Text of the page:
For well over a hundred years, Western academics have labored at the task of refining and deepening the folk category, writing definition after definition and explication after explication. They have variously identified the essence of religion as the supposed fact of, or a special sensitivity to, or a belief in, or commerce with, the supernatural, the super-human, the spiritual, the sacred, the transcendent, the numinous, the wholly other, and the partially other (that is, the anthropomorphized). Or they have sought to locate religion's center of gravity in something special about people in their solitude, or people in their effervescent sociability, or people asserting self, or people projecting, or people otherwise engaging in therapy, or people symboling, or people being reflexive, and so on and so forth.

While these efforts have sometimes contributed to our understandings of the longings, hopes, ideas, expectations, and prac


tices of our fellow human beings, the task of identifying the essence or universal core of religion has largely been a failure, considering the lack of consensus among scholars.

Some scholars, indeed, cite the lack of definitional consensus as supporting their contention that the term "religion" does not point to some universal phenomenon, to some one "thing," that can be recognized throughout the world. Religion, they maintain, is a term with discrete Euro-American associations and accreted and multiple meanings in the Western world, and it is therefore difficult, and perhaps inadvisable, to apply it cross-culturally. Some even explicitly recommend dropping the term. But arguments similar to those made for abandoning the word religion have also been made for such terms as kinship, marriage, property, law, belief, tribe, peasant, and so on. Indeed, virtually all of the analytical terms used by Euro-American social scientists have distinct Western associations and multiple meanings. Were we to drop all of them, social scientists could well be rendered speechless. (I hope that no one cheers at the prospect! In fairness to social scientists, we ought to admit that sometimes they do say things that are informative and interesting!) A less radical solution, I argue in this book, is to consider an alternative approach that neither seeks to do away with terms that have served as convenient tools for talking about things that interest us nor unduly attempts to restrict the range of those terms by creating narrow definitions.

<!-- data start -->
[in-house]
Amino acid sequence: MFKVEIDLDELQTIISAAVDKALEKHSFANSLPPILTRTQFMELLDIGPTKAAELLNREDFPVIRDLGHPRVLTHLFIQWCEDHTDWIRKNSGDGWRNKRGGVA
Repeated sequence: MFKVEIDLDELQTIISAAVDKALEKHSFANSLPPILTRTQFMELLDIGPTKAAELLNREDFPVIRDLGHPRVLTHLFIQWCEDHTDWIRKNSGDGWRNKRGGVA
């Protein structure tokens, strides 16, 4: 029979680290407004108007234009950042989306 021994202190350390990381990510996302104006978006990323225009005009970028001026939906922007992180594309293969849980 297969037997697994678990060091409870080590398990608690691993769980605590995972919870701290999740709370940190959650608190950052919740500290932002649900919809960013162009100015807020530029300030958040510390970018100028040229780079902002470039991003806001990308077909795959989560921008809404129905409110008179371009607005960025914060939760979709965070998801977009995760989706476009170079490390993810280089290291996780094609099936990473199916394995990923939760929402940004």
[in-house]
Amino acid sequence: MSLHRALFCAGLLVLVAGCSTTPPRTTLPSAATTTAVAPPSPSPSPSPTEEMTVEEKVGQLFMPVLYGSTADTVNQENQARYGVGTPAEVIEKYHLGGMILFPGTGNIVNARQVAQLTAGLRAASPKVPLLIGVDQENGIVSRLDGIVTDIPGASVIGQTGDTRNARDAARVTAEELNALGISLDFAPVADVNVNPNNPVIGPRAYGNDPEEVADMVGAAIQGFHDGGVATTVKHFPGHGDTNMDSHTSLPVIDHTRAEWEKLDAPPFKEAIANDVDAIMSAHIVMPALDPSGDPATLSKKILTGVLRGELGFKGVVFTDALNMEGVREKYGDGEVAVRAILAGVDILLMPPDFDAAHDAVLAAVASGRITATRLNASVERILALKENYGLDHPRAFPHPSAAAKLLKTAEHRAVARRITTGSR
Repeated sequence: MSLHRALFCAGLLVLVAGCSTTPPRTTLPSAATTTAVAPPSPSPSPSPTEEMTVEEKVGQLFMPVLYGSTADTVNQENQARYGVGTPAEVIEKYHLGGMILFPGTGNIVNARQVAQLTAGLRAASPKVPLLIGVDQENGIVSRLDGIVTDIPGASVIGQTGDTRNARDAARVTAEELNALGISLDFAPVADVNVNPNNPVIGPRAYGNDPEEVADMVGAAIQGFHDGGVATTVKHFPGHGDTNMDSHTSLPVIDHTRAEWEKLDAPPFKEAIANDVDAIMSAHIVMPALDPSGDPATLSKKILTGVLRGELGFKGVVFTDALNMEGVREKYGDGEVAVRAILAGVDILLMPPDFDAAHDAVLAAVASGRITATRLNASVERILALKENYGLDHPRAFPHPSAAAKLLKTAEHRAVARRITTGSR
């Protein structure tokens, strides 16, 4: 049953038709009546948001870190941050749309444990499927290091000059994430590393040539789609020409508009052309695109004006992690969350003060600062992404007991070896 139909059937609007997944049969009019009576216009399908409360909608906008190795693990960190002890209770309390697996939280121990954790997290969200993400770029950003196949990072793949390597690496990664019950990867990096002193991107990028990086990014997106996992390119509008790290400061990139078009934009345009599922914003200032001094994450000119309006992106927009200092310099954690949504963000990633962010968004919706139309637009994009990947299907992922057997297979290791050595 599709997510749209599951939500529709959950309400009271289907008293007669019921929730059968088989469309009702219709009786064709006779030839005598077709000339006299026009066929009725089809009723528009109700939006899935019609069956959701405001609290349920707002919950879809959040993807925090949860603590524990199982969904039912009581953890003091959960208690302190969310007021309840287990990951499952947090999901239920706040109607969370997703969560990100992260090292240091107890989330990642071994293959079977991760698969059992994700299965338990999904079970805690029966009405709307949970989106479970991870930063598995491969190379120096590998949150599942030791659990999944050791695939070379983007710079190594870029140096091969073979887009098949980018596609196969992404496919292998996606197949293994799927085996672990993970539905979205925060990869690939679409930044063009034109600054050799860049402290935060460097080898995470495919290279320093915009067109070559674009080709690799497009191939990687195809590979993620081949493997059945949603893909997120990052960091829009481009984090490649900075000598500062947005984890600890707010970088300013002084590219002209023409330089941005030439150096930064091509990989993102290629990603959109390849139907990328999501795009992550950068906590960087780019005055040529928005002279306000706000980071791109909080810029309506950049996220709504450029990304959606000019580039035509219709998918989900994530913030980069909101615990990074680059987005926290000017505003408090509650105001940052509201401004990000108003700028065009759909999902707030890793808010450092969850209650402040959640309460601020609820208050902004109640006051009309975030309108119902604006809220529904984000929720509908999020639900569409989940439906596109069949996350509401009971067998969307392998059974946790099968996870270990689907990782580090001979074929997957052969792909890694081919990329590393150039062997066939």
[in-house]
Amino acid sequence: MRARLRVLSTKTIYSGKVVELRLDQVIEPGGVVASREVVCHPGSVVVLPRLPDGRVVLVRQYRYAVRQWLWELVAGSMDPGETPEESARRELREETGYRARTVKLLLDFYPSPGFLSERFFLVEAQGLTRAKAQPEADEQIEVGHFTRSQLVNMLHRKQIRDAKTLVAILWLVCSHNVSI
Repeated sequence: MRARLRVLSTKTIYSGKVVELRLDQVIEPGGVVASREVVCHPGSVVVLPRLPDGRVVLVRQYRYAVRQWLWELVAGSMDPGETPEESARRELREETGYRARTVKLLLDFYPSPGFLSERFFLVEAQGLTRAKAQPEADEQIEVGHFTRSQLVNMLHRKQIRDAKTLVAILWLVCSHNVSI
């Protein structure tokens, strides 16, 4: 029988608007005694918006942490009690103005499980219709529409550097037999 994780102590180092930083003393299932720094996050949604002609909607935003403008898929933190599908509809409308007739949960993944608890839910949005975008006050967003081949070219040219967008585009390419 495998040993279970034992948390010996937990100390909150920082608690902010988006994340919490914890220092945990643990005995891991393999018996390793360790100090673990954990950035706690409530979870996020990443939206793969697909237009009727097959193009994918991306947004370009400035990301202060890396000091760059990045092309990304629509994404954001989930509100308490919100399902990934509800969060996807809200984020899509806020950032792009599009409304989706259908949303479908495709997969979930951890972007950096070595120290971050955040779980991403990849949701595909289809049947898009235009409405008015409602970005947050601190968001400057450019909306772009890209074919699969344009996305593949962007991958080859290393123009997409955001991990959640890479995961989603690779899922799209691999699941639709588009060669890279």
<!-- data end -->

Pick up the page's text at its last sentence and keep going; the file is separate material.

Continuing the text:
The approach to conceptualizing religion recommended in this book draws on the philosopher Ludwig Wittgenstein's discussions of "family resemblances." Further, it supplements and complements the idea of family resemblances with selected insights derived from prototype theory in the contemporary cognitive sciences. While I hold that the idea of family resemblances offers great potential advantages for conceptualizing religion, I do not think that a family resemblance approach by itself is adequate for scholarly purposes. Something more is required. Prototype theory supplies that something more.


The traditional theory of categorization endorsed by Western scholars holds that the members of a group comprehended by a category are mutually and equally members because they all share